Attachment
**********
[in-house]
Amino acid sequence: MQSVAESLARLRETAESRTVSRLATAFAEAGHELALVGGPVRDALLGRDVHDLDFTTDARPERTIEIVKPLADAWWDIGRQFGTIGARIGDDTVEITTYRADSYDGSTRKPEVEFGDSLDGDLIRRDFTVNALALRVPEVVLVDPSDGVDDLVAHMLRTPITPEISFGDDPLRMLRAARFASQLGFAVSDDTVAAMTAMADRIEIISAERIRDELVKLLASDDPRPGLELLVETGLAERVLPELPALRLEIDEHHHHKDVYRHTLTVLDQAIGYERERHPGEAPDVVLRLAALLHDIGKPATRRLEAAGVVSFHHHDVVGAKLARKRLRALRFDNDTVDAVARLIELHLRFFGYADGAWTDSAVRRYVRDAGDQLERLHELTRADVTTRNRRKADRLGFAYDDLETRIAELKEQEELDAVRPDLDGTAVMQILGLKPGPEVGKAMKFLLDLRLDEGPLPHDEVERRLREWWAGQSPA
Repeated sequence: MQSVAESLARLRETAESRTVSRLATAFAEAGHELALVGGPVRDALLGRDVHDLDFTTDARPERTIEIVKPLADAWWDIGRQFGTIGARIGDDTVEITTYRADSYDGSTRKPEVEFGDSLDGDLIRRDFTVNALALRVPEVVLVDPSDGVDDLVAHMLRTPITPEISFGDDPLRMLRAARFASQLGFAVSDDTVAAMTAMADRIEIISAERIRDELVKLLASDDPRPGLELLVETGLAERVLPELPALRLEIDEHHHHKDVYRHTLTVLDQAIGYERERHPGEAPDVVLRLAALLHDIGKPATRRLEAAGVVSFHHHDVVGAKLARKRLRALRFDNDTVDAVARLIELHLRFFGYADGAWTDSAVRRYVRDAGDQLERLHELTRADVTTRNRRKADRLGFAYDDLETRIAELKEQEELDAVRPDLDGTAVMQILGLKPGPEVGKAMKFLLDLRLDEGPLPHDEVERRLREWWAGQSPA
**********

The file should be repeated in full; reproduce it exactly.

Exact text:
[in-house]
Amino acid sequence: MQSVAESLARLRETAESRTVSRLATAFAEAGHELALVGGPVRDALLGRDVHDLDFTTDARPERTIEIVKPLADAWWDIGRQFGTIGARIGDDTVEITTYRADSYDGSTRKPEVEFGDSLDGDLIRRDFTVNALALRVPEVVLVDPSDGVDDLVAHMLRTPITPEISFGDDPLRMLRAARFASQLGFAVSDDTVAAMTAMADRIEIISAERIRDELVKLLASDDPRPGLELLVETGLAERVLPELPALRLEIDEHHHHKDVYRHTLTVLDQAIGYERERHPGEAPDVVLRLAALLHDIGKPATRRLEAAGVVSFHHHDVVGAKLARKRLRALRFDNDTVDAVARLIELHLRFFGYADGAWTDSAVRRYVRDAGDQLERLHELTRADVTTRNRRKADRLGFAYDDLETRIAELKEQEELDAVRPDLDGTAVMQILGLKPGPEVGKAMKFLLDLRLDEGPLPHDEVERRLREWWAGQSPA
Repeated sequence: MQSVAESLARLRETAESRTVSRLATAFAEAGHELALVGGPVRDALLGRDVHDLDFTTDARPERTIEIVKPLADAWWDIGRQFGTIGARIGDDTVEITTYRADSYDGSTRKPEVEFGDSLDGDLIRRDFTVNALALRVPEVVLVDPSDGVDDLVAHMLRTPITPEISFGDDPLRMLRAARFASQLGFAVSDDTVAAMTAMADRIEIISAERIRDELVKLLASDDPRPGLELLVETGLAERVLPELPALRLEIDEHHHHKDVYRHTLTVLDQAIGYERERHPGEAPDVVLRLAALLHDIGKPATRRLEAAGVVSFHHHDVVGAKLARKRLRALRFDNDTVDAVARLIELHLRFFGYADGAWTDSAVRRYVRDAGDQLERLHELTRADVTTRNRRKADRLGFAYDDLETRIAELKEQEELDAVRPDLDGTAVMQILGLKPGPEVGKAMKFLLDLRLDEGPLPHDEVERRLREWWAGQSPA